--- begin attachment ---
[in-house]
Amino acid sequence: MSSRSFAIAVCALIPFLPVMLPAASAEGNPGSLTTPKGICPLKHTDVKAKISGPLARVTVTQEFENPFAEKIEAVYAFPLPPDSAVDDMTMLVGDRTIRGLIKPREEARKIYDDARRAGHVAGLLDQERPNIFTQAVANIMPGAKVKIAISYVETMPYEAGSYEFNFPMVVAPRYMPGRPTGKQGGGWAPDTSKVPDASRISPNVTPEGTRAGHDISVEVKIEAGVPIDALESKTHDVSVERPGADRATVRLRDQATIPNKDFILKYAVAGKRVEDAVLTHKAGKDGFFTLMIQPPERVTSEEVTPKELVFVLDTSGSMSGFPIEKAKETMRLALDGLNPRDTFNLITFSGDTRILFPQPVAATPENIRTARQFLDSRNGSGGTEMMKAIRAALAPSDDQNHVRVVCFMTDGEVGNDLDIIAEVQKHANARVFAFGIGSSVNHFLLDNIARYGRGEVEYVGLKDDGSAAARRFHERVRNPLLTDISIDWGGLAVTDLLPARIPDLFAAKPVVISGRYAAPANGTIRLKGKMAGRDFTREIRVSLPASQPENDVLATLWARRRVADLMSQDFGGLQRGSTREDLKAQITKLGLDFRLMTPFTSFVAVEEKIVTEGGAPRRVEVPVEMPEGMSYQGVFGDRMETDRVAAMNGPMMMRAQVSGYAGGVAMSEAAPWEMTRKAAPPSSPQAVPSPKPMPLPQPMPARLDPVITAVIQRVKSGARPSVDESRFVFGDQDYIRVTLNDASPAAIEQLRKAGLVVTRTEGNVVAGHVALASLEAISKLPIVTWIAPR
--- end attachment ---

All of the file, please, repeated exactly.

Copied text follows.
[in-house]
Amino acid sequence: MSSRSFAIAVCALIPFLPVMLPAASAEGNPGSLTTPKGICPLKHTDVKAKISGPLARVTVTQEFENPFAEKIEAVYAFPLPPDSAVDDMTMLVGDRTIRGLIKPREEARKIYDDARRAGHVAGLLDQERPNIFTQAVANIMPGAKVKIAISYVETMPYEAGSYEFNFPMVVAPRYMPGRPTGKQGGGWAPDTSKVPDASRISPNVTPEGTRAGHDISVEVKIEAGVPIDALESKTHDVSVERPGADRATVRLRDQATIPNKDFILKYAVAGKRVEDAVLTHKAGKDGFFTLMIQPPERVTSEEVTPKELVFVLDTSGSMSGFPIEKAKETMRLALDGLNPRDTFNLITFSGDTRILFPQPVAATPENIRTARQFLDSRNGSGGTEMMKAIRAALAPSDDQNHVRVVCFMTDGEVGNDLDIIAEVQKHANARVFAFGIGSSVNHFLLDNIARYGRGEVEYVGLKDDGSAAARRFHERVRNPLLTDISIDWGGLAVTDLLPARIPDLFAAKPVVISGRYAAPANGTIRLKGKMAGRDFTREIRVSLPASQPENDVLATLWARRRVADLMSQDFGGLQRGSTREDLKAQITKLGLDFRLMTPFTSFVAVEEKIVTEGGAPRRVEVPVEMPEGMSYQGVFGDRMETDRVAAMNGPMMMRAQVSGYAGGVAMSEAAPWEMTRKAAPPSSPQAVPSPKPMPLPQPMPARLDPVITAVIQRVKSGARPSVDESRFVFGDQDYIRVTLNDASPAAIEQLRKAGLVVTRTEGNVVAGHVALASLEAISKLPIVTWIAPR